Have compassion for everyone you meet,
even if they don’t want it. What seems conceit,
bad manners, or cynicism is always a sign
of things no ears have heard, no eyes have seen.
You do not know what wars are going on
down there where the spirit meets the bone. – Miller Williams
A friend recently had a volume of poems published — insightful and mostly brief things that wrestle with the mysteries of love, life and faith. He told me he’d never thought of himself as a poet — or had ever tried writing verse — but, upon reembracing his Catholic faith and practicing regular prayer (which included exploring the psalter), the poems began to flow naturally from him, becoming an extension of his prayer. Prayer in a different form.
That’s not surprising. The psalms are the perfect expression of the human condition in all its frailty, confusion, despair, joy and unbridled rage. They show us to ourselves, as all great poetry will, while reminding us that we are not so unique as we’d like to believe — that truly there is no human feeling that has not been felt and expressed; there is nothing new under the sun.
My friend’s experience got me asking others about poems that resonate with them, teaching or consoling or amusing their souls to the point where they have committed at least some lines to memory. My own answer to that question is found in the Williams poem above, because it is so self-evidently true, and those final lines exquisitely remind us that no one gets through life unbruised by the weight of hidden crosses.
My friends offered these poems, and why they like them:
“At the Sea-Side,” by Robert Louis Stevenson
When I was down beside the sea
A wooden spade they gave to me
To dig the sandy shore.
My holes were empty like a cup.
In every hole the sea came up,
Till it could come no more.
“Children instantly recognize the experience he’s describing,” she explained, “but these lines also come to me in other contexts because of those endlessly fascinating human experiences of full vs. empty, tiny vs. immense, my own work vs. the inexorable universe. It’s an ideal poem because you can take it either way.”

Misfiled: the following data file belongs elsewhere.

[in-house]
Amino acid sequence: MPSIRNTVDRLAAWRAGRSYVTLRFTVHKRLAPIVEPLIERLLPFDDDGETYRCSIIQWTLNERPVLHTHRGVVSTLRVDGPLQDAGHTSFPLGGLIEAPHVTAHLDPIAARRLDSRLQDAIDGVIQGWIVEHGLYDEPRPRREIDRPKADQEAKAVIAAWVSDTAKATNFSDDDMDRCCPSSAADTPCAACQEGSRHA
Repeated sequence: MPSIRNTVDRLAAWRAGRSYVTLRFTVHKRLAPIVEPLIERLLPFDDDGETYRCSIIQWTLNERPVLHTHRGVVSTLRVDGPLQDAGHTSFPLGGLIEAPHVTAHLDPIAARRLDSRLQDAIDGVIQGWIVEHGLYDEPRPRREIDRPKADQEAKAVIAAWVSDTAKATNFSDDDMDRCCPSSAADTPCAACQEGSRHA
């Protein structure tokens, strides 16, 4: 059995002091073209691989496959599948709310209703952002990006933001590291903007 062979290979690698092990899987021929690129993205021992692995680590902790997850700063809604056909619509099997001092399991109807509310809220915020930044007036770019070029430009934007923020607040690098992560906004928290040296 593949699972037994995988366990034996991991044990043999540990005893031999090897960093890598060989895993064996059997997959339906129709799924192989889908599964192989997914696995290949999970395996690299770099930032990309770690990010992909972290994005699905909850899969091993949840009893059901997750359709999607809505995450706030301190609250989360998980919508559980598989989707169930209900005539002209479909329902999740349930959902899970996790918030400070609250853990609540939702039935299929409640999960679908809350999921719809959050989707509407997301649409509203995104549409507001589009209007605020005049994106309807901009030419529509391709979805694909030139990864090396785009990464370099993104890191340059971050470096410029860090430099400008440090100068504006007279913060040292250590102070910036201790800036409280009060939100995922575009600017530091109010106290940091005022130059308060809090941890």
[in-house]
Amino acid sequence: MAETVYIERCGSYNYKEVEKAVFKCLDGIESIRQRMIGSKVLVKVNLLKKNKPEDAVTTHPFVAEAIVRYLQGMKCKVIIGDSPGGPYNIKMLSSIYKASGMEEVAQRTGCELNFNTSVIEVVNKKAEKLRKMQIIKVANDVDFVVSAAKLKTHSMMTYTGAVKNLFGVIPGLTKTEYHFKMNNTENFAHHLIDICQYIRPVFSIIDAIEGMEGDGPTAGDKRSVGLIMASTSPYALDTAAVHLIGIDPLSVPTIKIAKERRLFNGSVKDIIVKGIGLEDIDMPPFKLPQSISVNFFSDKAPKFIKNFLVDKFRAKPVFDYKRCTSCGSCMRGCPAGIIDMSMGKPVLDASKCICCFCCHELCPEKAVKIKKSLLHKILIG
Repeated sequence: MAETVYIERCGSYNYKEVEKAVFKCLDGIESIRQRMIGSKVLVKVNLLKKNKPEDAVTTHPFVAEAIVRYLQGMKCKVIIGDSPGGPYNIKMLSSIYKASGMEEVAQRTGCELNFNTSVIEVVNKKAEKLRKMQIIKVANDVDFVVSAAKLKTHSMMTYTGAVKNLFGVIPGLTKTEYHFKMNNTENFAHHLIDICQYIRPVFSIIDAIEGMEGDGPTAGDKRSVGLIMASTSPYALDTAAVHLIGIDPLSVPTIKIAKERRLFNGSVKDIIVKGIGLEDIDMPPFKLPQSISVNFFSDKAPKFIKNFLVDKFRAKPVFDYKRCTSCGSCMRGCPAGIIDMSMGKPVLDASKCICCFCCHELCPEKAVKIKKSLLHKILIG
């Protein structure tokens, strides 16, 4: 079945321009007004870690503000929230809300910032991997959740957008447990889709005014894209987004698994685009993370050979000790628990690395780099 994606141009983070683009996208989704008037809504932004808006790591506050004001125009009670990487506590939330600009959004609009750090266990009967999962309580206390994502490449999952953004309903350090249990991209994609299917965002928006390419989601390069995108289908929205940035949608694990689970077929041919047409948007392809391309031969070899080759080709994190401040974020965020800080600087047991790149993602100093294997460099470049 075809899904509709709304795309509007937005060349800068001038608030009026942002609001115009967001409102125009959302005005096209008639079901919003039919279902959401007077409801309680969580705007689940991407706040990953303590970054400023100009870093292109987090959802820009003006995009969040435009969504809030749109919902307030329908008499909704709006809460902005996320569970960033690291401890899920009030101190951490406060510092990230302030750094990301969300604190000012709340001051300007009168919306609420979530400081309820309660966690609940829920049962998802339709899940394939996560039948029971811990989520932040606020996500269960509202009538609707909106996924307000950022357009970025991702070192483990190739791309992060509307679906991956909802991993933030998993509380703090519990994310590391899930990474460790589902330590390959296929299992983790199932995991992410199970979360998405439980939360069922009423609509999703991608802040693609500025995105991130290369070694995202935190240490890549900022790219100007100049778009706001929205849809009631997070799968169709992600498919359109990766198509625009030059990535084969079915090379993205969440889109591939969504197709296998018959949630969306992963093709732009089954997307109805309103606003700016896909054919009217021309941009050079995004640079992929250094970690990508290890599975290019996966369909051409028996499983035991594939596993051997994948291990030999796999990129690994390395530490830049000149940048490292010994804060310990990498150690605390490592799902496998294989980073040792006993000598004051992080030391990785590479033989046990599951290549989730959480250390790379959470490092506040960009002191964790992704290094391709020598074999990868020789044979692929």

Another friend offered “Los Heraldos Negros,” by César Vallejo. “It’s touched my soul ever since I learned it in a high school literature course. It describes the insignificance and strength of humanity. Or, as the poem goes, “yo no sé” (“I don’t know”):
There are in life such hard blows . . . I don’t know!
Blows seemingly from God’s wrath; as if before them
the undertow of all our sufferings
is embedded in our souls . . . I don’t know!
Dylan Thomas’ “Poem in October” was cited by someone who extolled its “gorgeous scene-setting and exultant language. I love how it telescopes time.”
It was my thirtieth year to heaven
Woke to my hearing from harbour and neighbour wood
And the mussel pooled and the heron
The morning beckon
With water praying and call of seagull and rook
And the knock of sailing boats on the net webbed wall
Myself to set foot
In the still sleeping town and set forth.
She added, “The final line is my favorite — ‘O may my heart’s truth/Still be sung/On this high hill in a year’s turning.'”
One gentleman shared his lasting passion for a poem many of us learned in middle school, Robert Frost’s “Stopping by Woods on a Snowy Evening,” for its invitation to rest: “It counters our mad rush for efficiency with a moment of sublime intentionality. ‘The woods are lovely, dark and deep/but I have promises to keep/and miles to go before I sleep.'”
My favorite response had less to do with a poem, but how memorized lines stay with us and sometimes bring us together. Of Gerard Manley Hopkins’ classic, “God’s Grandeur,” he wrote, “I love the image of the Holy Spirit ‘brooding’ over the world, but it’s especially dear to me because the poem makes an appearance at nearly any event featuring a group of Wyoming Catholic College students and alums. They learn 30+ poems over the course of their four years and whenever you get them together, the poetry just pours out. One of them will start off — “The world is charged …” and the entire room will pick it up in unison. I’ve been moved to tears by it, many times.”
We think of poems as solitary things, and yet they reside within us — quiet compasses of right orientation. In prayer, especially, they are knowing and comfortable friends.
Elizabeth Scalia is culture editor for OSV News. Follow her on Twitter @theanchoress.